West Virginia Geostatistics
- Land area:
(land)24,078 sq. miles
(water) 145 sq. miles
(TOTAL) 24,223 sq. miles
- Land area: (all states)
- Horizontal Width: 193 miles from Parkersburg directly east to Martinsburg
- Vertical Length: 221 miles from Weirton, immediately south to Bluefield on the Virginia borderNote: Maximum lengths and widths are two-point, straight-line measurements from the Mercator map projection and will vary some uses of other map projections
- Border States: (5) Virginia, Kentucky, Ohio, Pennsylvania, and Maryland
- Districts: (55) map
- County: (largest in population) Kanawha 199,287
- Geographic Center: Located approximately 4 miles east of Sutton in Braxton County
- Tallest Item: Stylish Knob, at 4,861 feet.
- Lowest Point: Potomac River, 240 feet.
- Latitude and longitude
- Average Elevation: 1,511 ft.
West Virginia Lat / long
LATITUDE & LONGITUDE:
- Latitude/Longitude: (Absolute Locations)
Charleston: (capital) 38º 36′ N, 81º 63′ W
Bluefield: 37º 26′ N, 81º 22′ W
Martinsburg: 39º 46′ N, 77º 95′ W
- Latitudes and Longitudes: (specific details)
- Find any Latitude & Longitude
- Relative locations: (specific details)
West Virginia is positioned in both the northern and western hemispheres. As part of North America, West Virginia is located in the South Atlantic region of the United States. It is limited to the states of Virginia, Kentucky, Ohio, Pennsylvania and Maryland.
West Virginia is a state in the South Atlantic States, located in the eastern United States. Area 62.8 thousand km 2. Population 1.8 million (2004). The administrative center is Charleston. Major cities: Huntington, Wheeling, Morgantown. See counties in West Virginia.
West Virginia borders Pennsylvania to the north, Maryland and Virginia to the east, and Kentucky and Ohio to the west.
West Virginia is located in the Appalachian mountain system (the highest point of Spruce Knob), mountainous relief prevails (called the “mountain state”). Most of the territory is occupied by forests. Major rivers: Kanawha River, Potomac, Monongahela River.
The climate is continental, moderately humid. Frequent floods.
Significant reserves of coal, natural gas, oil, salt and other minerals. The mining industry is developed, concentrated mainly in the Monongahila River valley and south of the Canova River valley, the chemical industry (processing of minerals, the production of plastics, mineral fertilizers), and metallurgy.
- AbbreviationFinder: Introduction to the state of West Virginia, covering commonly used acronyms and the list of main cities and town in West Virginia.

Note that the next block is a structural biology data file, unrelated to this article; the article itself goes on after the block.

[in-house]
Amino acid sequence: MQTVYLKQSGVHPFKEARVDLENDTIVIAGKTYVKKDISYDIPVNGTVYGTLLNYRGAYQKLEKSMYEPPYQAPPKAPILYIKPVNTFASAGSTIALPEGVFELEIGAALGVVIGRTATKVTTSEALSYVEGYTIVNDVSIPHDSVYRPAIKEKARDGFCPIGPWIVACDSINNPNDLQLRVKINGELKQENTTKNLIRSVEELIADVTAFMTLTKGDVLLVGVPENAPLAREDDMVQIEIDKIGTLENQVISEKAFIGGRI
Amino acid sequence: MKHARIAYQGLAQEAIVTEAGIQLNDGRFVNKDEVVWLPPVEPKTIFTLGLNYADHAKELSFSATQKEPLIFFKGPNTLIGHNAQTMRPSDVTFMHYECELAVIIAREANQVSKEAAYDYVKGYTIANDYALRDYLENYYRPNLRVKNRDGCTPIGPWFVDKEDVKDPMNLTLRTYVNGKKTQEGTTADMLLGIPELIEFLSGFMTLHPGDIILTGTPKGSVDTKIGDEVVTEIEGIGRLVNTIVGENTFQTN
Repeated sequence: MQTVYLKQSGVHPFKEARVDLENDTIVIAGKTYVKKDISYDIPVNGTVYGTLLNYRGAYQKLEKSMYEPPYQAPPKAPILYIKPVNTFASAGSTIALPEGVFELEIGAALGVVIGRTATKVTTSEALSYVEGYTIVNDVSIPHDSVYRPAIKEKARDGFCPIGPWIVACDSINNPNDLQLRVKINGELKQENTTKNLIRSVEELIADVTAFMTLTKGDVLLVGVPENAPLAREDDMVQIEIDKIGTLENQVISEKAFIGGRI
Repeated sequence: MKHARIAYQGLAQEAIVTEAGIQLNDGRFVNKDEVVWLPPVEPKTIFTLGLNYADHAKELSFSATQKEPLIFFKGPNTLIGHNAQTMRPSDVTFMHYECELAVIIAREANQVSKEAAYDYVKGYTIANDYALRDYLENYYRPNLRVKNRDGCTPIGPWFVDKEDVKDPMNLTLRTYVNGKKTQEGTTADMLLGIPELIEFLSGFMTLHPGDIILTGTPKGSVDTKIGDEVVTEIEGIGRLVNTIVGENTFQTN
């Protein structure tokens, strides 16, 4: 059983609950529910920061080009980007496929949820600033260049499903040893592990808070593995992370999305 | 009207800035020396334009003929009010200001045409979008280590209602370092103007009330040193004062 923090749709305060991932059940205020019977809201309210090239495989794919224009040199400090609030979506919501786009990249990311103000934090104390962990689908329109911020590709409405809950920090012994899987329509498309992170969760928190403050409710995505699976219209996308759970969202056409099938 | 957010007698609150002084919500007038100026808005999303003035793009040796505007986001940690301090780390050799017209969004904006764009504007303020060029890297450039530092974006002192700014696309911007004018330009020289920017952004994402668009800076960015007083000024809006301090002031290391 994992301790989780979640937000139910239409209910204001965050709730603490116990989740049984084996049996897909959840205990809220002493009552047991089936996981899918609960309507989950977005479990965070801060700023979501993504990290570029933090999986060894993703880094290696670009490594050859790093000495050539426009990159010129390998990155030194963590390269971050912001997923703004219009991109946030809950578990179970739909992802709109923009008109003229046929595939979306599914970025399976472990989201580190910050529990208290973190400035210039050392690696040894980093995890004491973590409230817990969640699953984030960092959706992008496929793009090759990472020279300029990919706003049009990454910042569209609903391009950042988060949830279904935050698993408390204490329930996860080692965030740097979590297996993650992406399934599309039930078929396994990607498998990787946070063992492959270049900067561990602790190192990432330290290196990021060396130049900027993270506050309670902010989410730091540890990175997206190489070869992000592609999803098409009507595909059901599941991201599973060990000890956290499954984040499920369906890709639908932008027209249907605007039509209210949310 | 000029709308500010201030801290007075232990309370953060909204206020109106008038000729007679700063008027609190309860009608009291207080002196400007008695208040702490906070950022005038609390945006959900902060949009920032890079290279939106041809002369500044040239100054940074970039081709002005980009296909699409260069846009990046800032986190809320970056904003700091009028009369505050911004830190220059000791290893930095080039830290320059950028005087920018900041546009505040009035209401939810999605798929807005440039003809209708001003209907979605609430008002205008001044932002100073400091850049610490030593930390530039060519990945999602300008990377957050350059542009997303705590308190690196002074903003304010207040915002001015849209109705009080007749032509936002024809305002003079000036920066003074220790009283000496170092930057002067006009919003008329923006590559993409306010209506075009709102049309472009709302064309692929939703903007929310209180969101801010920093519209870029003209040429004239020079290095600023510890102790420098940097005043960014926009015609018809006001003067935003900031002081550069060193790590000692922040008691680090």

Two-thirds of all residents are employed in agriculture (livestock, poultry, apples, peaches, corn, tobacco). Tourism. State University in Morgantown (there is an arboretum), the University of Huntington. Symphony orchestra, major medical centers, Jesuit College – in Wheeling.
In the north of the state, ancient burial mounds have been preserved; these earthen structures were made by representatives of the Indian culture of Aden. The first settlement of Bunker Hill was founded in 1726 by a native of Wales, M. Morgan. In 1727, German settlers founded the settlement of New Mecklenburg (now Shepherdstown) on the right bank of the Potomac River. The Germans from Pennsylvania became the true pioneers in the development of the region, a little later they were joined by immigrants from Northern Ireland. At the end of the 18th century, the cities of Wheeling (1769), Point Pleasant (Point Pleasant, 1774), Parkersburg (Parkersburg, 1785), Charleston (1788, founded as Fort Lee) appeared. For a long time, West Virginia was part of the Virginia colony. Residents appealed to Congress to give them the right to secede from Virginia. By the beginning of the 19th century, the need for such a division became obvious: the east gravitated toward the southern slave states, while the west shared the ideas of the North. In 1862, the people of western Virginia voted to secede, elected a governor, and named their state Kanawha. In 1863, Canova became part of the United States under the name of West Virginia. Wheeling had the status of capital in 1862-1870 and in 1875-1885, in 1870 Charleston became the capital.
The intensive industrial development of West Virginia is associated with the development of mineral deposits and the construction of railroads, which began in the 1890s. From the beginning of the 20th century, mining becomes the leading industry (in the Monongahila River valley and south of the Canova River valley). 1940-1960s – the most intensive period of development of the coal industry (first place in the United States in coal production). In the mid-1980s, an economic recession occurred, which led to the highest unemployment rate in the country (16%). In the 1990s, the state’s economy began to recover due to the growing role of coal as an energy carrier.
A native of the state is J. D. Rockefeller, the fourth, elected to the Senate in 1984.
Attractions include: State Independence Hall (West Virginia Independence Hall), Hippodrome (Wheeling), Suspension Bridge (Wheeling, 1849).